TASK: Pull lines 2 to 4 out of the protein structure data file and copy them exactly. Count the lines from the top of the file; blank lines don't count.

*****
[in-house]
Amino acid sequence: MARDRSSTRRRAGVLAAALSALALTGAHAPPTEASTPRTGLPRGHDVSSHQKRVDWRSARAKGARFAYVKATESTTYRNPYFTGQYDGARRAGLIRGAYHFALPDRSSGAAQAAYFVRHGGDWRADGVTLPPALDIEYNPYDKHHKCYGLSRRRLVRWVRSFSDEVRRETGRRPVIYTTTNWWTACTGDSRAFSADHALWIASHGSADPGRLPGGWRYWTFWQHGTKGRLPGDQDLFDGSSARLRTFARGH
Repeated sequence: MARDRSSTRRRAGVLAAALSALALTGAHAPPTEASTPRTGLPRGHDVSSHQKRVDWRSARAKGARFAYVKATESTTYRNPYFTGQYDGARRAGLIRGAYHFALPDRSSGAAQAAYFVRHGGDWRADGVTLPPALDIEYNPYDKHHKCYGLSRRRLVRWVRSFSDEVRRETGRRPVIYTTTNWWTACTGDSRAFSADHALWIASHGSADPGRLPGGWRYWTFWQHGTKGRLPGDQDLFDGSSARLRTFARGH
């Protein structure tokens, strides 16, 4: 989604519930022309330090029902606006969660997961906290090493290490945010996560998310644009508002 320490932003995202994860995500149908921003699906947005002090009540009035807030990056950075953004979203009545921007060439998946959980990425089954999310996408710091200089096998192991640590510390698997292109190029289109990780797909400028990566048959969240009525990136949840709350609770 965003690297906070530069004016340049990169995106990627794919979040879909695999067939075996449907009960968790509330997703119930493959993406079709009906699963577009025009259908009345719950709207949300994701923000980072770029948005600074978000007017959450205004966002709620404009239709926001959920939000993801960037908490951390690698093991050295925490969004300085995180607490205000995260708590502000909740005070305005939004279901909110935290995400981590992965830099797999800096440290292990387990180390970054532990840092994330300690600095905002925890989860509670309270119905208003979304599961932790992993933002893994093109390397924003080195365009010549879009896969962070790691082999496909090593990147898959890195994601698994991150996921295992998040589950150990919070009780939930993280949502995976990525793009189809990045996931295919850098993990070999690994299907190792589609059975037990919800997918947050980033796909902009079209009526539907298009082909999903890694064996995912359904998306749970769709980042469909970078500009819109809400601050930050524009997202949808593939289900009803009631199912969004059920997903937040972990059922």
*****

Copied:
Amino acid sequence: MARDRSSTRRRAGVLAAALSALALTGAHAPPTEASTPRTGLPRGHDVSSHQKRVDWRSARAKGARFAYVKATESTTYRNPYFTGQYDGARRAGLIRGAYHFALPDRSSGAAQAAYFVRHGGDWRADGVTLPPALDIEYNPYDKHHKCYGLSRRRLVRWVRSFSDEVRRETGRRPVIYTTTNWWTACTGDSRAFSADHALWIASHGSADPGRLPGGWRYWTFWQHGTKGRLPGDQDLFDGSSARLRTFARGH
Repeated sequence: MARDRSSTRRRAGVLAAALSALALTGAHAPPTEASTPRTGLPRGHDVSSHQKRVDWRSARAKGARFAYVKATESTTYRNPYFTGQYDGARRAGLIRGAYHFALPDRSSGAAQAAYFVRHGGDWRADGVTLPPALDIEYNPYDKHHKCYGLSRRRLVRWVRSFSDEVRRETGRRPVIYTTTNWWTACTGDSRAFSADHALWIASHGSADPGRLPGGWRYWTFWQHGTKGRLPGDQDLFDGSSARLRTFARGH
């Protein structure tokens, strides 16, 4: 989604519930022309330090029902606006969660997961906290090493290490945010996560998310644009508002 320490932003995202994860995500149908921003699906947005002090009540009035807030990056950075953004979203009545921007060439998946959980990425089954999310996408710091200089096998192991640590510390698997292109190029289109990780797909400028990566048959969240009525990136949840709350609770 965003690297906070530069004016340049990169995106990627794919979040879909695999067939075996449907009960968790509330997703119930493959993406079709009906699963577009025009259908009345719950709207949300994701923000980072770029948005600074978000007017959450205004966002709620404009239709926001959920939000993801960037908490951390690698093991050295925490969004300085995180607490205000995260708590502000909740005070305005939004279901909110935290995400981590992965830099797999800096440290292990387990180390970054532990840092994330300690600095905002925890989860509670309270119905208003979304599961932790992993933002893994093109390397924003080195365009010549879009896969962070790691082999496909090593990147898959890195994601698994991150996921295992998040589950150990919070009780939930993280949502995976990525793009189809990045996931295919850098993990070999690994299907190792589609059975037990919800997918947050980033796909902009079209009526539907298009082909999903890694064996995912359904998306749970769709980042469909970078500009819109809400601050930050524009997202949808593939289900009803009631199912969004059920997903937040972990059922």